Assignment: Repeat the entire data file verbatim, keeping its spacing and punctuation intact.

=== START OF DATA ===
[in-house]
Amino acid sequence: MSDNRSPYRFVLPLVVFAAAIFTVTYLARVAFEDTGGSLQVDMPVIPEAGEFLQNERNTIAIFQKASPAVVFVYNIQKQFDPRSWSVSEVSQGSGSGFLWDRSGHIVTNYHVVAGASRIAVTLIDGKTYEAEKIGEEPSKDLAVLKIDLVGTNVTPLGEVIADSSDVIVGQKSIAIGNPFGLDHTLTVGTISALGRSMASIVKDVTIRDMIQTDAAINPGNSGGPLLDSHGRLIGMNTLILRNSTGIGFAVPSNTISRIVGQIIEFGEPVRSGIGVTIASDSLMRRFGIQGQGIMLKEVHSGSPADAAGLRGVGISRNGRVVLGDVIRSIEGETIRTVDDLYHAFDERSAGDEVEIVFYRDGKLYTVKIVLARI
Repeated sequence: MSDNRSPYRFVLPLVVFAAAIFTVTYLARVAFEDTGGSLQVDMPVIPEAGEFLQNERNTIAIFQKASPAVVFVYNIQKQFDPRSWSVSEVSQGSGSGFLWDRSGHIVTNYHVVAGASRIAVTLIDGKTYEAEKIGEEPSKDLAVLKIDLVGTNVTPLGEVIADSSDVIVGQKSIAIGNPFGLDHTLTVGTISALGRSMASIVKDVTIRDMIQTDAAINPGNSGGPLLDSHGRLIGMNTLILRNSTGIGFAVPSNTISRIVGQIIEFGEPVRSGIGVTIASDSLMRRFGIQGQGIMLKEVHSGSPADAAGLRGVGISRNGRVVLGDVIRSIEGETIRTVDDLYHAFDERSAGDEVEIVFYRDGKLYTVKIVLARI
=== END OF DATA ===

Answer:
[in-house]
Amino acid sequence: MSDNRSPYRFVLPLVVFAAAIFTVTYLARVAFEDTGGSLQVDMPVIPEAGEFLQNERNTIAIFQKASPAVVFVYNIQKQFDPRSWSVSEVSQGSGSGFLWDRSGHIVTNYHVVAGASRIAVTLIDGKTYEAEKIGEEPSKDLAVLKIDLVGTNVTPLGEVIADSSDVIVGQKSIAIGNPFGLDHTLTVGTISALGRSMASIVKDVTIRDMIQTDAAINPGNSGGPLLDSHGRLIGMNTLILRNSTGIGFAVPSNTISRIVGQIIEFGEPVRSGIGVTIASDSLMRRFGIQGQGIMLKEVHSGSPADAAGLRGVGISRNGRVVLGDVIRSIEGETIRTVDDLYHAFDERSAGDEVEIVFYRDGKLYTVKIVLARI
Repeated sequence: MSDNRSPYRFVLPLVVFAAAIFTVTYLARVAFEDTGGSLQVDMPVIPEAGEFLQNERNTIAIFQKASPAVVFVYNIQKQFDPRSWSVSEVSQGSGSGFLWDRSGHIVTNYHVVAGASRIAVTLIDGKTYEAEKIGEEPSKDLAVLKIDLVGTNVTPLGEVIADSSDVIVGQKSIAIGNPFGLDHTLTVGTISALGRSMASIVKDVTIRDMIQTDAAINPGNSGGPLLDSHGRLIGMNTLILRNSTGIGFAVPSNTISRIVGQIIEFGEPVRSGIGVTIASDSLMRRFGIQGQGIMLKEVHSGSPADAAGLRGVGISRNGRVVLGDVIRSIEGETIRTVDDLYHAFDERSAGDEVEIVFYRDGKLYTVKIVLARI